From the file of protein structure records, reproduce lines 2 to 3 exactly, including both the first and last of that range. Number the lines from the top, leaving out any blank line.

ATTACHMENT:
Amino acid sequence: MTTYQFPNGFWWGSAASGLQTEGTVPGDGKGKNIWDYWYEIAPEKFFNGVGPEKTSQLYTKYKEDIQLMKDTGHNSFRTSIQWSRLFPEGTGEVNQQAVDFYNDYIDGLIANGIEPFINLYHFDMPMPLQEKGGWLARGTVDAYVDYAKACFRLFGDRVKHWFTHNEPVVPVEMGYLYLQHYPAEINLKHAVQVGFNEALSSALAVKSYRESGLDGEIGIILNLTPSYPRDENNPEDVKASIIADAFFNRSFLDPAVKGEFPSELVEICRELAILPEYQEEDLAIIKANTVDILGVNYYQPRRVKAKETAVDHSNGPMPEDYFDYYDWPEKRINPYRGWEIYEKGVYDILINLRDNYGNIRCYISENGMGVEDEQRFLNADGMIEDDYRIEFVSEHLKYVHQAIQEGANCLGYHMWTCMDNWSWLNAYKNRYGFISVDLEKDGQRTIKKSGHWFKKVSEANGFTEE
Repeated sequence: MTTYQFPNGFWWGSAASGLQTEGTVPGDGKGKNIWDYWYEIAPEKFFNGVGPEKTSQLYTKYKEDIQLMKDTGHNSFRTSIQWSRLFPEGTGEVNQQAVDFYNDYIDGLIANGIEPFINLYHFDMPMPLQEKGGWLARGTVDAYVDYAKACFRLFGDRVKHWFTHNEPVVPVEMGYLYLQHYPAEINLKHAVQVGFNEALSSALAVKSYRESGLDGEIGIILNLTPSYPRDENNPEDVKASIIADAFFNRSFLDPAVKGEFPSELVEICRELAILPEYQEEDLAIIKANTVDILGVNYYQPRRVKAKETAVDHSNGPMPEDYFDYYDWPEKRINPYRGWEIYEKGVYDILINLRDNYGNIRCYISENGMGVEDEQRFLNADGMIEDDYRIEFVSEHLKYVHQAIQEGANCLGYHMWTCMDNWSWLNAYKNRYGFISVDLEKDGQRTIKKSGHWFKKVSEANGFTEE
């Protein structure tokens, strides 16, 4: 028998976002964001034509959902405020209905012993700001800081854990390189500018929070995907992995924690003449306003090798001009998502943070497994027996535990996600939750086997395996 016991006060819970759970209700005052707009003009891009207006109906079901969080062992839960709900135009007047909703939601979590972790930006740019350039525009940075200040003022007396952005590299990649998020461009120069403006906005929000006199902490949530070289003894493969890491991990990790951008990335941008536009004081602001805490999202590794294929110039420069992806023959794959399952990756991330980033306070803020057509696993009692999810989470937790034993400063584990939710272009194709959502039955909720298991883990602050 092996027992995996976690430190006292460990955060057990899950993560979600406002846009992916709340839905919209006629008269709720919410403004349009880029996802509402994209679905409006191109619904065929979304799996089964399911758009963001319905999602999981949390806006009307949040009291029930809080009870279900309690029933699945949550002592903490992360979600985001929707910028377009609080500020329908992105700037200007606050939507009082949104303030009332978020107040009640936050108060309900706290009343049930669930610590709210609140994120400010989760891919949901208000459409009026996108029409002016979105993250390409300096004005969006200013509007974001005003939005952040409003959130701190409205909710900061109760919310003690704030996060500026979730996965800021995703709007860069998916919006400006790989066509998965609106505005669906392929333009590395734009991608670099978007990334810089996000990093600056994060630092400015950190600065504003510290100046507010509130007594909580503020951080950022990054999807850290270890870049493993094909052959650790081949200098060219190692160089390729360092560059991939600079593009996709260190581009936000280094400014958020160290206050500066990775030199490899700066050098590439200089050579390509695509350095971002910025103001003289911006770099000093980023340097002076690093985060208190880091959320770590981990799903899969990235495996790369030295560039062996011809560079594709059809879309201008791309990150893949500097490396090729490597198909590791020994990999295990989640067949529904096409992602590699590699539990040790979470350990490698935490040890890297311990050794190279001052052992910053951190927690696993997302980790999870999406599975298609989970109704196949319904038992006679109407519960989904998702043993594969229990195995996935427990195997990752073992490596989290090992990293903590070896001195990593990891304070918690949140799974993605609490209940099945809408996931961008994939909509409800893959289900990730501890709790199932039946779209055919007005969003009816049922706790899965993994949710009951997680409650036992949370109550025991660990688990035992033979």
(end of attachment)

Repeated sequence: MTTYQFPNGFWWGSAASGLQTEGTVPGDGKGKNIWDYWYEIAPEKFFNGVGPEKTSQLYTKYKEDIQLMKDTGHNSFRTSIQWSRLFPEGTGEVNQQAVDFYNDYIDGLIANGIEPFINLYHFDMPMPLQEKGGWLARGTVDAYVDYAKACFRLFGDRVKHWFTHNEPVVPVEMGYLYLQHYPAEINLKHAVQVGFNEALSSALAVKSYRESGLDGEIGIILNLTPSYPRDENNPEDVKASIIADAFFNRSFLDPAVKGEFPSELVEICRELAILPEYQEEDLAIIKANTVDILGVNYYQPRRVKAKETAVDHSNGPMPEDYFDYYDWPEKRINPYRGWEIYEKGVYDILINLRDNYGNIRCYISENGMGVEDEQRFLNADGMIEDDYRIEFVSEHLKYVHQAIQEGANCLGYHMWTCMDNWSWLNAYKNRYGFISVDLEKDGQRTIKKSGHWFKKVSEANGFTEE
């Protein structure tokens, strides 16, 4: 028998976002964001034509959902405020209905012993700001800081854990390189500018929070995907992995924690003449306003090798001009998502943070497994027996535990996600939750086997395996 016991006060819970759970209700005052707009003009891009207006109906079901969080062992839960709900135009007047909703939601979590972790930006740019350039525009940075200040003022007396952005590299990649998020461009120069403006906005929000006199902490949530070289003894493969890491991990990790951008990335941008536009004081602001805490999202590794294929110039420069992806023959794959399952990756991330980033306070803020057509696993009692999810989470937790034993400063584990939710272009194709959502039955909720298991883990602050 092996027992995996976690430190006292460990955060057990899950993560979600406002846009992916709340839905919209006629008269709720919410403004349009880029996802509402994209679905409006191109619904065929979304799996089964399911758009963001319905999602999981949390806006009307949040009291029930809080009870279900309690029933699945949550002592903490992360979600985001929707910028377009609080500020329908992105700037200007606050939507009082949104303030009332978020107040009640936050108060309900706290009343049930669930610590709210609140994120400010989760891919949901208000459409009026996108029409002016979105993250390409300096004005969006200013509007974001005003939005952040409003959130701190409205909710900061109760919310003690704030996060500026979730996965800021995703709007860069998916919006400006790989066509998965609106505005669906392929333009590395734009991608670099978007990334810089996000990093600056994060630092400015950190600065504003510290100046507010509130007594909580503020951080950022990054999807850290270890870049493993094909052959650790081949200098060219190692160089390729360092560059991939600079593009996709260190581009936000280094400014958020160290206050500066990775030199490899700066050098590439200089050579390509695509350095971002910025103001003289911006770099000093980023340097002076690093985060208190880091959320770590981990799903899969990235495996790369030295560039062996011809560079594709059809879309201008791309990150893949500097490396090729490597198909590791020994990999295990989640067949529904096409992602590699590699539990040790979470350990490698935490040890890297311990050794190279001052052992910053951190927690696993997302980790999870999406599975298609989970109704196949319904038992006679109407519960989904998702043993594969229990195995996935427990195997990752073992490596989290090992990293903590070896001195990593990891304070918690949140799974993605609490209940099945809408996931961008994939909509409800893959289900990730501890709790199932039946779209055919007005969003009816049922706790899965993994949710009951997680409650036992949370109550025991660990688990035992033979």